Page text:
• 86 of the 144 who received it by email (59% response)
• 18 of the 62 on our postal-only list contacted by phone (29%)
• 67 respondents provided individual thoughts and comments (64%)
1. The 43% overall response to the questionnaire is excellent for which many thanks! It reached 59% of those with email/internet and 29% of those without it, providing a clear picture of views across the parish for the Church Council to act on.
2. Unsurprisingly, Q1 confirms that the majority (82%) of our congregations have been with St Luke’s church for more than 10 years.
3. An encouragingly high number (63; 60%) of respondents can participate in Zoom services (Q2) – internet connectivity with a smartphone or another video device. From individual comments, the reasons for non-participation included poor or no internet and lack of technology, as well as discomfort with video as a medium for worship. However, the offer of telephone help with Zoom (Q4) had only a few takers (5; 4.8%).
4. The responses to Q3 about the Sunday morning Zoom service bear out the actual situation in which an important new ‘congregation’ has been established during lock-down. Thus, the majority (56; 89%) of those responding, and able to join, said they did so most weeks or occasionally. Note: in practice, between 45-55 homes are connected in the Sunday Zoom service involving 60-70 worshippers, many in family groups. We can only safely accommodate 30 worshippers in St Luke’s under the current restrictions and so the Sunday Zoom service needs to continue into the Autumn, albeit at a new later time of 10.30am.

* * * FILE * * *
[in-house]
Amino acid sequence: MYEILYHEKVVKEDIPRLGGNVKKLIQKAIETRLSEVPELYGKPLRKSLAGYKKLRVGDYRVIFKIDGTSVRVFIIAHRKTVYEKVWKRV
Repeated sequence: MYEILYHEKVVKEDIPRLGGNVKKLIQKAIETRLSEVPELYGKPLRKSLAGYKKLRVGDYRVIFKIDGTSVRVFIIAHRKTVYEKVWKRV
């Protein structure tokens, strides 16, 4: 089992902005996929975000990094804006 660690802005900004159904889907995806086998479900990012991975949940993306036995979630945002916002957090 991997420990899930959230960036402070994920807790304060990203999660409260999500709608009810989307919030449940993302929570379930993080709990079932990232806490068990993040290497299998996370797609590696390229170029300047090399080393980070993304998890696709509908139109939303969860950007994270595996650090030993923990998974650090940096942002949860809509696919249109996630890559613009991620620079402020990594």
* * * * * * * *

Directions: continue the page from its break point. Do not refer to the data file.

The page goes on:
5. There is a good level of support (68%) for a restricted service of Holy Communion on Sunday at the new time of 9am (Q6: 31 stating they would come most weeks and 40 occasionally, with 6 uncertain and 27 who would never attend until restrictions are removed). Note: 9am was chosen as the time for the restricted Communion service to be accessible to both our former Sunday 8.30 and 10am congregations.
6. There is also reasonable support (39%) for a restricted service of Holy Communion on Wednesday at 10.30am (Q5: 15 stating they would come most weeks, 26 occasionally, with 8 uncertain, and 55 who would never attend either because of work commitments or until restrictions are removed.) Note: before the lock-down, attendance at the Wednesday 10.30am service was 15-20.
7. Support is more limited for 9am Zoom Morning Prayer on Monday-Wednesday (Q7: 18 of the 63 possible attending at some time) and the Thursday 9.30am Zoom Prayer Meeting (Q8: 23 of the 63 possible attending at some time). In practice, both Zoom Morning Prayer and the Zoom Prayer Meeting continue to be attended by 10-12 people, significantly more than was the case before the lock-down.
The Church Council considered the questionnaire responses carefully at its meeting on Monday 20th July. It decided to provide restricted services of Holy Communion in St Luke’s on Wednesdays at 10.30am and Sundays at 9am (new time) during August to assess the level of attendance and evaluate safety provisions. The church building will be open for individual private prayer until midday after the Sunday and Wednesday services. The Zoom Sunday service will continue but at the later time of 10.30am.
Please see our website at https://www.stlukesholmeschapel.uk and FaceBook page for updates on service arrangements.
Steve Smith Secretary, Church Hulme Parochial Church Council